Thursday, January 8, 2009

Economic stimulus: Consumption vs. investment

Gene Steuerle, long an advocate of fiscal responsibility, writes about declining investments in children and implicitly calls for that pattern to be reversed during our efforts to jump-start the macroeconomy.

He certainly has a good point, one that was also raised a quarter-century ago by Sam Preston in his 1984 PAA presidential address. Both Steuerle and Preston are either implicitly or explicitly referring to the growth in old-age support programs like Medicare and Social Security at the expense of youth support like education, S-CHIP, etc.

Could massive aid to state and local governments, which in our federal system are virtually the only gateways through which youth support flows, pass the Congress this spring?

Wednesday, January 7, 2009

Rents in Manhattan, pubs, and Irish immigration

The Emerald Inn is a pub on the Upper West Side of Manhattan where I used to grade exams during my first year at Queens College. On Monday, the Times reported that it was granted a rent reprieve by its landlord and got another 2-year lease at affordable rates.

It's the type of place without loud music and high turnover, which probably explains in part why a large rent increase would have done them in. There's no mention of wages specifically, but I wonder whether another explanation is that its labor costs are not at rock bottom like other establishments'. Why might that be the case?

It's an Irish pub, owned by Galway Irish, and according to a current waitress quoted in the article, "you used to have to come off the boat to wait the tables." But given Ireland's rapid economic growth in recent years, it is surely the case that low-wage Irish immigrants have become much more rare. By comparison, it certainly appears that many other food and drink establishments are staffed by immigrants from other countries --- where wages have not risen as dramatically.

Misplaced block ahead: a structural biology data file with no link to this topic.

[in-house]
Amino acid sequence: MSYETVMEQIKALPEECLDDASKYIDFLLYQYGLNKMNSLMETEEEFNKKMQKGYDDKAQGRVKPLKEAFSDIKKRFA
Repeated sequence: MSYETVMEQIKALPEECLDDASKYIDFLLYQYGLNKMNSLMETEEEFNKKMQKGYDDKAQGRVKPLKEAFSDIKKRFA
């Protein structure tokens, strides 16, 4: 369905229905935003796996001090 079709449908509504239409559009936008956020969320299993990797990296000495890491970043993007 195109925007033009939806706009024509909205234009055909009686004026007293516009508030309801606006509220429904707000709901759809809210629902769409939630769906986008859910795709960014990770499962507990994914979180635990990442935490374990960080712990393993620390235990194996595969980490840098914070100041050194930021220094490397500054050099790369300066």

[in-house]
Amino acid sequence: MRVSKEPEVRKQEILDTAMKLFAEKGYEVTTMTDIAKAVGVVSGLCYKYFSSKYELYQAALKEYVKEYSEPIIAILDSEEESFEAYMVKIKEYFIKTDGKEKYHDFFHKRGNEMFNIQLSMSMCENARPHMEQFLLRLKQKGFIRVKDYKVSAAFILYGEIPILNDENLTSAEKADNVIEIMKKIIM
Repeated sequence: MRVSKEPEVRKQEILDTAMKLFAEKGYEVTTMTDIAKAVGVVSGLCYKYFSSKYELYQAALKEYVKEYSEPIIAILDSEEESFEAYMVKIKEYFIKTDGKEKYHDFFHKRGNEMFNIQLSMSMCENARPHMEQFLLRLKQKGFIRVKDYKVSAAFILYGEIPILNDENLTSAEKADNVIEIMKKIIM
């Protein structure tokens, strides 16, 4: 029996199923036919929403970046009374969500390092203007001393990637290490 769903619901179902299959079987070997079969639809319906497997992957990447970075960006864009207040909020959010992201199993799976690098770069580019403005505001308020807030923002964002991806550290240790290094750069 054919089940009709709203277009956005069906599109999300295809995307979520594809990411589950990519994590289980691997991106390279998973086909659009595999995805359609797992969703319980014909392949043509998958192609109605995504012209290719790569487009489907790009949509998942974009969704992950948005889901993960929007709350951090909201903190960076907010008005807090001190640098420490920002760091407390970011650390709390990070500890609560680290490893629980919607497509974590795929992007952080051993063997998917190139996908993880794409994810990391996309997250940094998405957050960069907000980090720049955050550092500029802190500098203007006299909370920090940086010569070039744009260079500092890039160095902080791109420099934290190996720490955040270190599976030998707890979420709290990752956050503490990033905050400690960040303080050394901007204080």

Does this potential link imply that Chinese restaurants might be the next to be priced out of Manhattan, after another few decades of growth in China? The thing is, restaurants can always hire workers from different ethnicities. In Berkeley, ethnic Chinese seemed to run most of the highly variegated local restaurants around the university.

Sunday, January 4, 2009

Jobs, distance, and Skype

On Friday, the Times reported on a set of married couples in which the partners lived in different cities, sometimes different continents altogether. The Current Population Survey data they cited categorized some 3.8 million people married but with spouse absent in 2006, compared with 119.1 million married with spouse present.

The article cites Skype (and telephones) as a key method of staying in touch across vast distances. It also discusses requisite changes in parenting strategy. The absent spouse typically becomes the "good cop" with the kids.

It's hard to know whether living apart is a trend, as the title, "Living Apart for the Paycheck," seems to suggest given the current economic bad times. But anecdotally the prevalence of physically separated spouses on the academic job market certainly seems high. Many of the couples in the article include academics.

Friday, January 2, 2009

Forecasting and business cycles

An article today in the Times discussed private sector economists' forecasts for 2009, many of which are at least pink-colored if not relatively rosy. But I don't think there are many economists alive today who are legitimately proficient at forecasting business cycles. So much of common forecasting techniques involve extrapolating reversions to trend.